Some actions have unanticipated consequences. I was reminded of that today.
I’m thankful to have been given the opportunity to play a small part in helping a Syrian family get settled in our lovely city of Winnipeg, Canada.
This morning, we managed to pack a pickup truck full of various household items this morning, including various bedroom/kitchen/dining room furniture, home decor, kitchen/bath essentials, and some toys for their two children.
What guided our donations? As a complement to what their stated needs were, I asked myself what I would want to receive if I were in the same situation (realizing that some cultural differences would likely not make all my picks a match). The result was that many of the items Mr. F2P and I offered up are items we’ve loved over the years or new items that I we’ve regularly used ourselves.
It was so nice to know that another family would get to enjoy items we'd cherished over the years and, as we were moving the things from the home to the truck in open-top boxes, the recipients’ reactions told me I hadn’t done a bad job in what I’d selected for them. Fantastic news for all concerned! I was relieved and delighted, all at the same time.
What a Gift!
The experience made me wonder why I don’t do this more often. We always have too much of everything in our home, even if we like all of it.
Our cupboards and pantry overflow with extras and substitutes of this or that. Because of the excess, much of what we have is only used part time, if at all, sometimes sitting idly as backups for when we might need it. This is likely a symptom of having lived in the same home for fifteen years.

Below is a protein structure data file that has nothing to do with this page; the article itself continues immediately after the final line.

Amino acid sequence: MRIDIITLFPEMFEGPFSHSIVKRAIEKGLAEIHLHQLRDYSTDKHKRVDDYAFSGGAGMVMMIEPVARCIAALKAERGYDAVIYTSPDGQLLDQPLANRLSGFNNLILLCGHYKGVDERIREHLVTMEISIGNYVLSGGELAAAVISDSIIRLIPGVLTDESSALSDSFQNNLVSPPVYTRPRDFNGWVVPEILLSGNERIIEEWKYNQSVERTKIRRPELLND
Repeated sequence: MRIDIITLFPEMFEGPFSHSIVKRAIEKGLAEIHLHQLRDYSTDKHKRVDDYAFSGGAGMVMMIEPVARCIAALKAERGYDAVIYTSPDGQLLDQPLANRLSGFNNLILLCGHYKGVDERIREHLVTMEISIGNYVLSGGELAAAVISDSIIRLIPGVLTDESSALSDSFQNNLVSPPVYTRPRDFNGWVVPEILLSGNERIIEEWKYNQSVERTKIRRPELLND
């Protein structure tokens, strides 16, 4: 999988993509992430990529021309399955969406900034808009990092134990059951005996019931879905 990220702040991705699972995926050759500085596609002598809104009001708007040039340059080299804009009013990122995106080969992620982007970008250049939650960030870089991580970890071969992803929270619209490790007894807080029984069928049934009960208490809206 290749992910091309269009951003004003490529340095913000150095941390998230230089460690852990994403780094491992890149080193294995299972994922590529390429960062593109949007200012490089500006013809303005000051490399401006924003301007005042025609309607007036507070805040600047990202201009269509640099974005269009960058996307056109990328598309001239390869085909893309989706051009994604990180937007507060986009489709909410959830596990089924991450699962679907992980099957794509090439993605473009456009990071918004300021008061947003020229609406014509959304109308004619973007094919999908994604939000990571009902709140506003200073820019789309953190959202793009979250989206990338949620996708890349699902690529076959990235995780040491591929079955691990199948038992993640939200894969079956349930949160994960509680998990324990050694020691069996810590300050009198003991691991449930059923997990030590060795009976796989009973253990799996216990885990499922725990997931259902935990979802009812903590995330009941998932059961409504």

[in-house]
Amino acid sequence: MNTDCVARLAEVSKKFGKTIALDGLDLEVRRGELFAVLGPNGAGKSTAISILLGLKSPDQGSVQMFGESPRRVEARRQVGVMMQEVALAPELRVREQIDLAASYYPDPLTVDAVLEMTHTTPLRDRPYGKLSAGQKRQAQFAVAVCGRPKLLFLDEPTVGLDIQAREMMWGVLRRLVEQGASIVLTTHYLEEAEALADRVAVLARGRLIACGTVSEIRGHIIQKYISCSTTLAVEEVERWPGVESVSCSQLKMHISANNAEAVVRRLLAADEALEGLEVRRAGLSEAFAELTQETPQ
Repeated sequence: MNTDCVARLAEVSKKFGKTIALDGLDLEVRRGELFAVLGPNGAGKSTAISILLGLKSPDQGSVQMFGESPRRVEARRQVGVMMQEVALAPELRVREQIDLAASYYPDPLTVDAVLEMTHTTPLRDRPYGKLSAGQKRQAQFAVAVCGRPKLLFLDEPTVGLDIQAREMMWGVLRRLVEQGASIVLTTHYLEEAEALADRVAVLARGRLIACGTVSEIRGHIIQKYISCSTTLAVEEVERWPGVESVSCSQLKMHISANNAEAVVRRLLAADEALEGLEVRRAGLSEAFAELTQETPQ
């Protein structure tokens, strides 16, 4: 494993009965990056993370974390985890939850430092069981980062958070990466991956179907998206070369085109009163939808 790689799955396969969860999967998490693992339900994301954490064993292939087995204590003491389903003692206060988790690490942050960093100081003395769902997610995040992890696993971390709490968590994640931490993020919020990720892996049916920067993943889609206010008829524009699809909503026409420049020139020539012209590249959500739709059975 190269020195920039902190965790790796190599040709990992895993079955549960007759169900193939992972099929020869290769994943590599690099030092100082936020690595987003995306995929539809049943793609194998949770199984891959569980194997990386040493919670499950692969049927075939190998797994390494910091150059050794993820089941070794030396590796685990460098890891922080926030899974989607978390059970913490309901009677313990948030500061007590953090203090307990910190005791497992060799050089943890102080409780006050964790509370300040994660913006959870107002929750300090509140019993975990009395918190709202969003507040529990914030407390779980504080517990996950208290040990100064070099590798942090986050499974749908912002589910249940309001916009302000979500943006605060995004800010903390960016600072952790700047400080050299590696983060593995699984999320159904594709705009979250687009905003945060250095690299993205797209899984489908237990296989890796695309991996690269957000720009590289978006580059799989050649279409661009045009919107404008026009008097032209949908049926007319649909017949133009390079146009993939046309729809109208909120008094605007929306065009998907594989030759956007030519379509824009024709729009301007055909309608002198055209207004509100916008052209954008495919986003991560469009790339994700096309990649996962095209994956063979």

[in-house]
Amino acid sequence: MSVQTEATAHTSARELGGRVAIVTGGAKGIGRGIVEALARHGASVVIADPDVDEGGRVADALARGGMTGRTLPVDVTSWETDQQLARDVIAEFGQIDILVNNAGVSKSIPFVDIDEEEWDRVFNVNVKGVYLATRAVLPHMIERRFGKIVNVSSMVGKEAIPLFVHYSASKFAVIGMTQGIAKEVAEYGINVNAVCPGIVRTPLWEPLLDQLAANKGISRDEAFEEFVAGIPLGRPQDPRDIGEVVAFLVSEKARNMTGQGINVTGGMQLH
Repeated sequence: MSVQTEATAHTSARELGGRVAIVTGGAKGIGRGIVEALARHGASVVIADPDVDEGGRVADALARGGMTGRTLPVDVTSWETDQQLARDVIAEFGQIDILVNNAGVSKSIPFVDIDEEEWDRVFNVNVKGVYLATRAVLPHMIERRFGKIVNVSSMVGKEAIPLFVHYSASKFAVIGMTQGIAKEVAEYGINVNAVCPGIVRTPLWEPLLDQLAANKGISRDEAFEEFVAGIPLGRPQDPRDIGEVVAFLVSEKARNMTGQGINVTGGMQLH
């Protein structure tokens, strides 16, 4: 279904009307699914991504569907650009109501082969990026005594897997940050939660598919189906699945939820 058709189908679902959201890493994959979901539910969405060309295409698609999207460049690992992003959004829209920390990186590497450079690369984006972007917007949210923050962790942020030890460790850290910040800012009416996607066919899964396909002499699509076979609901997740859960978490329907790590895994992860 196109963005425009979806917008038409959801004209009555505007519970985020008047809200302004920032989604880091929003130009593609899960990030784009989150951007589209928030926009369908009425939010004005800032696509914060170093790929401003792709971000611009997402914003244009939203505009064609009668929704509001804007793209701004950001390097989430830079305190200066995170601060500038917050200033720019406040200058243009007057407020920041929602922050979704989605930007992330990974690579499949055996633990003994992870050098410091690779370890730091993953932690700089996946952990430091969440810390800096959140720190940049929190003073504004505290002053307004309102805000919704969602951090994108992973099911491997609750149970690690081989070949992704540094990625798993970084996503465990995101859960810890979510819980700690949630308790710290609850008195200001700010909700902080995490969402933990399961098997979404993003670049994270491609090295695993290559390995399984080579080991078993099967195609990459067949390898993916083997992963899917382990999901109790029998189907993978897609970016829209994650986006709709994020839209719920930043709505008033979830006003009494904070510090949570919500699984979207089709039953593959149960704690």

Do we really need three wooden salad bowls? Do we really need extra table cloths? Do we really need three sets of sheets? Do we really need…I could ask this question over and over for an hour and not be done asking.
More importantly, giving these items away to a “good home” made me feel wonderful in a way that acquiring and/or keeping goods can’t and this really made me stop and think about it for a bit once it was all said and done.
Here's what I concluded after my noodling: instead of the satisfaction we can get from acquiring, giving provides a different feeling. It’s a warm glow that feels just as good or better and it lasts longer. It’s a feeling of satisfaction that can only come from personally making someone else’s day and witnessing the appreciation, especially when it delights in unexpected ways.
I’m surprised at how this feeling differs from when we give money in exchange for a charitable tax receipt, which is how we usually choose to give.
Giving away possessions and the time it takes to properly rehome them—along with a brief but meaningful exchange with the recipient(s)—felt materially different (Pun intended? I’m not sure.) It felt more real, more tangible, more meaningful. But why?
Of course, it’s better not to accumulate in the first place, but the connection is what made all the difference and I think that this connection is what will make me give in more meaningful and personal ways in the future.
I’m grateful to have done what we did this morning and pleased to have been able to share this morning’s event and unexpected consequences with you.
Indeed, in writing this post, I feel I’ve accomplished two things:
- Sharing this experience with you
- Documenting my feelings to remind myself to seek that connection again, sooner than later
I’ll end this post with a general greating in arabic that I learned this morning: “As-salaam alaykum”.
Have you experienced this type of giving and/or the different feeling associated with different forms of giving?